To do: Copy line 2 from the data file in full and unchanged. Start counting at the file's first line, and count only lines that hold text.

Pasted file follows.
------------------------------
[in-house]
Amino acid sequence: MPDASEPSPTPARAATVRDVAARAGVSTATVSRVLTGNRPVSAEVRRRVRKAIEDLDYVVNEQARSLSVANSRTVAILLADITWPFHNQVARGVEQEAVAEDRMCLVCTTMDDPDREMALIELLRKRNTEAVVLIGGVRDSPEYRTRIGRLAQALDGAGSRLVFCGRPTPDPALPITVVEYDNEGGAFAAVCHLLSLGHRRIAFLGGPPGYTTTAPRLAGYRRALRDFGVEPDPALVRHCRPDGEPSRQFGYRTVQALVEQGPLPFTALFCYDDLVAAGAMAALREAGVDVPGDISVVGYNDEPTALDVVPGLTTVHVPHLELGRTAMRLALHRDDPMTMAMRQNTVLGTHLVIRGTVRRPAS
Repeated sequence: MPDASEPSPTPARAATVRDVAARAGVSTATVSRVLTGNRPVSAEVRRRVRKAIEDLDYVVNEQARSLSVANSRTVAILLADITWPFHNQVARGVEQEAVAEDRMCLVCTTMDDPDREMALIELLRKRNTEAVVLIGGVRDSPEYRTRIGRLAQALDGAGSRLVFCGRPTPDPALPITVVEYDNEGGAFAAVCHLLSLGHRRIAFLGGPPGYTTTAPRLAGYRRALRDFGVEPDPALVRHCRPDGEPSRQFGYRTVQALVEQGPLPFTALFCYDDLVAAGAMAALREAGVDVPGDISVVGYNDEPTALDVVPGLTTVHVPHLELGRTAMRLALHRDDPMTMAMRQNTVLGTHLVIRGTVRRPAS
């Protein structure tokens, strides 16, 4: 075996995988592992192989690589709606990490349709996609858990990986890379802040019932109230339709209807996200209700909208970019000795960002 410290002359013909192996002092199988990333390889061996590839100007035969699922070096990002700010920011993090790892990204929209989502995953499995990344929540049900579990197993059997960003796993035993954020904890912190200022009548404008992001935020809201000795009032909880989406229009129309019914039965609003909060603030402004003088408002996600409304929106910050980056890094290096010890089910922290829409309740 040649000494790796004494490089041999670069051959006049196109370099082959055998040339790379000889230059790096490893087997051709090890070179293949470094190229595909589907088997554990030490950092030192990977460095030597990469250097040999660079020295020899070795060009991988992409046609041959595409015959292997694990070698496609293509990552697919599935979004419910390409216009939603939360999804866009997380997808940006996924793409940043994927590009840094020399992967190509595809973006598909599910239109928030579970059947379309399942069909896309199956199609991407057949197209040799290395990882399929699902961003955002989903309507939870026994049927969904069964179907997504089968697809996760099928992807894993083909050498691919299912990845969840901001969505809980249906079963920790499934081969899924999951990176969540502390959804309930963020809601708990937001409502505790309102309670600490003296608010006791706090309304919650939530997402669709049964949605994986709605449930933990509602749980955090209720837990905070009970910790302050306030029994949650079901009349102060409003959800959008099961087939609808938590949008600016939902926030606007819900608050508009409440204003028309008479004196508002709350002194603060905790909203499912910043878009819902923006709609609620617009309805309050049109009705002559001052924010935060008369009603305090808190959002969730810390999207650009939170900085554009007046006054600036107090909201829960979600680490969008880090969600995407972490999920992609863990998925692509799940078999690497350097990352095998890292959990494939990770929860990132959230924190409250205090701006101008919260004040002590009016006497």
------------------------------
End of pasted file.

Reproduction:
Amino acid sequence: MPDASEPSPTPARAATVRDVAARAGVSTATVSRVLTGNRPVSAEVRRRVRKAIEDLDYVVNEQARSLSVANSRTVAILLADITWPFHNQVARGVEQEAVAEDRMCLVCTTMDDPDREMALIELLRKRNTEAVVLIGGVRDSPEYRTRIGRLAQALDGAGSRLVFCGRPTPDPALPITVVEYDNEGGAFAAVCHLLSLGHRRIAFLGGPPGYTTTAPRLAGYRRALRDFGVEPDPALVRHCRPDGEPSRQFGYRTVQALVEQGPLPFTALFCYDDLVAAGAMAALREAGVDVPGDISVVGYNDEPTALDVVPGLTTVHVPHLELGRTAMRLALHRDDPMTMAMRQNTVLGTHLVIRGTVRRPAS